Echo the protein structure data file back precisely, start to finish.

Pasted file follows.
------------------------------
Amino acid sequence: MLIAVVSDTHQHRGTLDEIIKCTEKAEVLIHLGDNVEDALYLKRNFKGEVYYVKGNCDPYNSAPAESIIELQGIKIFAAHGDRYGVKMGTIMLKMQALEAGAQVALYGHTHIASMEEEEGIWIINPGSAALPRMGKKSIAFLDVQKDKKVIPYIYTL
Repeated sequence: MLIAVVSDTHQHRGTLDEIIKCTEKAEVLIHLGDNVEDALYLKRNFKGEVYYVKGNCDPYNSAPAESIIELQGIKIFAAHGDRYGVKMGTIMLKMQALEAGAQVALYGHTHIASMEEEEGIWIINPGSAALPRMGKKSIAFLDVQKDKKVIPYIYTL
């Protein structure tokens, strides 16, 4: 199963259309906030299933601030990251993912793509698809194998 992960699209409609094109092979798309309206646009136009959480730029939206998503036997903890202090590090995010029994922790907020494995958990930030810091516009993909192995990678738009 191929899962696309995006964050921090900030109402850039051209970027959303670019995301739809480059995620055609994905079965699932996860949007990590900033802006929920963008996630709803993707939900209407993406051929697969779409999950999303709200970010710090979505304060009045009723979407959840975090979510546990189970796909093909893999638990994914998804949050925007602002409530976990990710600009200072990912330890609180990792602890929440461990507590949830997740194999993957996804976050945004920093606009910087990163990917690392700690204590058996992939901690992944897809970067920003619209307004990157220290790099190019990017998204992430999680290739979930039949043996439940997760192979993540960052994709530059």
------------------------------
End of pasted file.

Amino acid sequence: MLIAVVSDTHQHRGTLDEIIKCTEKAEVLIHLGDNVEDALYLKRNFKGEVYYVKGNCDPYNSAPAESIIELQGIKIFAAHGDRYGVKMGTIMLKMQALEAGAQVALYGHTHIASMEEEEGIWIINPGSAALPRMGKKSIAFLDVQKDKKVIPYIYTL
Repeated sequence: MLIAVVSDTHQHRGTLDEIIKCTEKAEVLIHLGDNVEDALYLKRNFKGEVYYVKGNCDPYNSAPAESIIELQGIKIFAAHGDRYGVKMGTIMLKMQALEAGAQVALYGHTHIASMEEEEGIWIINPGSAALPRMGKKSIAFLDVQKDKKVIPYIYTL
């Protein structure tokens, strides 16, 4: 199963259309906030299933601030990251993912793509698809194998 992960699209409609094109092979798309309206646009136009959480730029939206998503036997903890202090590090995010029994922790907020494995958990930030810091516009993909192995990678738009 191929899962696309995006964050921090900030109402850039051209970027959303670019995301739809480059995620055609994905079965699932996860949007990590900033802006929920963008996630709803993707939900209407993406051929697969779409999950999303709200970010710090979505304060009045009723979407959840975090979510546990189970796909093909893999638990994914998804949050925007602002409530976990990710600009200072990912330890609180990792602890929440461990507590949830997740194999993957996804976050945004920093606009910087990163990917690392700690204590058996992939901690992944897809970067920003619209307004990157220290790099190019990017998204992430999680290739979930039949043996439940997760192979993540960052994709530059």